You have probably been at the receiving end of an online rant on social media, it’s not pleasant, is it? Perhaps, if we are honest then you, like me, have on some occasions hit the block capitals and become a keyboard warrior and written something to someone we now regret.

Social media is becoming increasingly acrimonious as society becomes more polarised. Anonymous trolls seem to delight in posting vindictive and offensive messages. People are willing to say things to other people online that they would never say to the same person face to face. I know I have probably damaged some friendship by hitting the post button to hastily.

All of this is having a devastating impact. At the extreme end of the scale an enquiry in the UK recently found that a teenager girl took her own life as a result of online bullying. Psychologists are warning of an increase in mental health issues due to Twitter spats and Facebook fallouts. All too often angry social media posts and the resulting “unfriending” leaves a trail of broken relationships and hurt people.

For me the real tragedy is that Christians are often part of the problem rather than offering a solution. Some of the most acrimonious exchanges I have witnessed and experienced online have been with other believers. Christians who claim to follow the Jesus who instructed his disciples to “turn the other cheek” and “love their enemies” all too often hit back in kind when atheists mount venomous attacks on Christianity on social media.

This is a bad witness for Christ and we need to do better.

 In the 21st century if we are not “following” Christ through what we are posting on social media our discipleship is defective and deficient.

I recently saw a picture of Abraham Lincoln and below a quote that was attributed to him that read “YOU CAN’T TRUST EVERYTHING YOU READ ONLINE”

I doubt any of the Biblical authors who lived at the time when a quill, some ink and a scroll were cutting edge communication could ever have imagined social media. However, that doesn’t mean that they didn’t say anything relevant to us about what we say and how we say it on social media.

There is a short phrase from the Apostle Paul that I have adopted as a guide for my social media interactions. I am not there yet but this is an area the Lord is speaking me to about and I am committed to doing better.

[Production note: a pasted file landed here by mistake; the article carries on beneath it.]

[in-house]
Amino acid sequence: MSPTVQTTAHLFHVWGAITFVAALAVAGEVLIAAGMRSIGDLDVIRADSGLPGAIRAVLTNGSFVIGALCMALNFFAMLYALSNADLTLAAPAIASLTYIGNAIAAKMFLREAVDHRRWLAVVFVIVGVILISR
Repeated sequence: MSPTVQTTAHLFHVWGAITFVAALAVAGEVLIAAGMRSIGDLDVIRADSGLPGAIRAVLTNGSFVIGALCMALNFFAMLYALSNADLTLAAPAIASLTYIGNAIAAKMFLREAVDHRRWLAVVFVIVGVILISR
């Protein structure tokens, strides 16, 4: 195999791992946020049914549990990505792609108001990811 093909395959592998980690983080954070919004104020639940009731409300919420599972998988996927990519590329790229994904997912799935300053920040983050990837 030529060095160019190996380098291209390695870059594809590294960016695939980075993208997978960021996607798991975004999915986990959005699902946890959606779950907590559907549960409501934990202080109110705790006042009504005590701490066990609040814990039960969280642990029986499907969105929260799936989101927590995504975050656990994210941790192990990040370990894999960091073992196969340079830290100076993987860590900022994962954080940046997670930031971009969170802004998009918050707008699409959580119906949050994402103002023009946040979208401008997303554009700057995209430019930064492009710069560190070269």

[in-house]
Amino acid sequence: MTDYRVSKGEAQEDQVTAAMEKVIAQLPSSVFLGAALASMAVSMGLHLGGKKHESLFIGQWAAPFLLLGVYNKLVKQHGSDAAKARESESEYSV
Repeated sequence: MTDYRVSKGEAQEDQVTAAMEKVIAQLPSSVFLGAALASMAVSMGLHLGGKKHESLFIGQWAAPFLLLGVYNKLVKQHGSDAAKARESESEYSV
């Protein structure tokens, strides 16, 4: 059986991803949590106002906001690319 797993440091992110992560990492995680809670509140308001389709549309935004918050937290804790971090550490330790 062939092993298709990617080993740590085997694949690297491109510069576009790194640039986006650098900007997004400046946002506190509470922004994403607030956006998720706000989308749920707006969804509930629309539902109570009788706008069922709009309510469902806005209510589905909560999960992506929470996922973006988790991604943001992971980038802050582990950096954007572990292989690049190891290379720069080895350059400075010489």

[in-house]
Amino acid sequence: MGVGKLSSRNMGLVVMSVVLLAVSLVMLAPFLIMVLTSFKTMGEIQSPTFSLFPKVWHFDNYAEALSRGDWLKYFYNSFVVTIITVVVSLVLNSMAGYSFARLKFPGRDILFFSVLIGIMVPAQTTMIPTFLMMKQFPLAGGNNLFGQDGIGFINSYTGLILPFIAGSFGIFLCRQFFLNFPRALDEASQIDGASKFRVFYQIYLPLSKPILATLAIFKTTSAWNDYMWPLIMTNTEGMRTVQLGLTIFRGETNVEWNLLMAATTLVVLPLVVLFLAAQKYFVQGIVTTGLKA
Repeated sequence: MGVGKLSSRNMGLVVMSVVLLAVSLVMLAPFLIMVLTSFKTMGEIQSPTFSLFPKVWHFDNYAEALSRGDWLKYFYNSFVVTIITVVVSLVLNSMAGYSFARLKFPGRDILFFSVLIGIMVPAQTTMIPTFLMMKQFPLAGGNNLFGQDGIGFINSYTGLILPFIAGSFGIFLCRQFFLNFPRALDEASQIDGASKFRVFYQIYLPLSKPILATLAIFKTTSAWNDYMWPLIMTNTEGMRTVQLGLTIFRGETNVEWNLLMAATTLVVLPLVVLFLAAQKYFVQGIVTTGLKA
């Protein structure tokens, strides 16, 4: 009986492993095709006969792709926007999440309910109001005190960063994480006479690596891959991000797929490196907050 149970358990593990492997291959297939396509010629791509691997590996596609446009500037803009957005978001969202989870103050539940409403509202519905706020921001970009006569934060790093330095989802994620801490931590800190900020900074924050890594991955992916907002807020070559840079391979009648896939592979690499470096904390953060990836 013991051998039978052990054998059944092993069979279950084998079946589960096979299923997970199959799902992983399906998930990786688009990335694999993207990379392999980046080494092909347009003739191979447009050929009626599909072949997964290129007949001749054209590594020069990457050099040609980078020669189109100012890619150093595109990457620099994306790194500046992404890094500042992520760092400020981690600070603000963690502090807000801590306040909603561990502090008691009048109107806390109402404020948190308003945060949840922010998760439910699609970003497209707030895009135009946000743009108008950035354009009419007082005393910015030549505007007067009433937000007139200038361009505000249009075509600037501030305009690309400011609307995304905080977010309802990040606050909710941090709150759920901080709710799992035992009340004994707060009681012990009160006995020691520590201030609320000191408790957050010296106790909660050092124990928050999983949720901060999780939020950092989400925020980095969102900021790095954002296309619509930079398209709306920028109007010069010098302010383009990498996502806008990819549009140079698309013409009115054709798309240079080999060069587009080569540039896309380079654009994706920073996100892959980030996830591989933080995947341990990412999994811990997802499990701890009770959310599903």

Here is the phrase from Ephesians “speaking the truth in love

That simple phrase gives us a filter to help us decide what we post.


If it’s not both don’t post it!

IS IT TRUTHFUL?  … Its dismaying to see the number of Christians sharing unsubstantiated, bizarre and plain untruthful conspiracy theories online. Just don’t! I have also noticed made up quotes from historical figures being posted that make them say things they never did. I have challenged a few people on this, and the reply is usually something along the lines of well I think they did say it! I think what they really mean is that quote however inaccurate helps their argument or gives credibility to their opinion. If we can’t be certain its true, we shouldn’t post it and if we are shown that something we have posted is untrue we should delete it.

IS IT LOVING? …. Some of the most hurtful things that have ever been said to me have been true but they have wounded me because they have been said in such an unloving way. I think we all probably had that cliché repeated to us by our parents “if you can’t say anything nice, don’t say anything at all” Well the Word of God says to us “if you can’t say something in a loving way, don’t say it all.” and that should guide what we post.

We probably can’t stand in the way of the tsunami of acrimony on social media but by following Paul’s advice about speaking the truth in love, we can make sure we don’t add to it.

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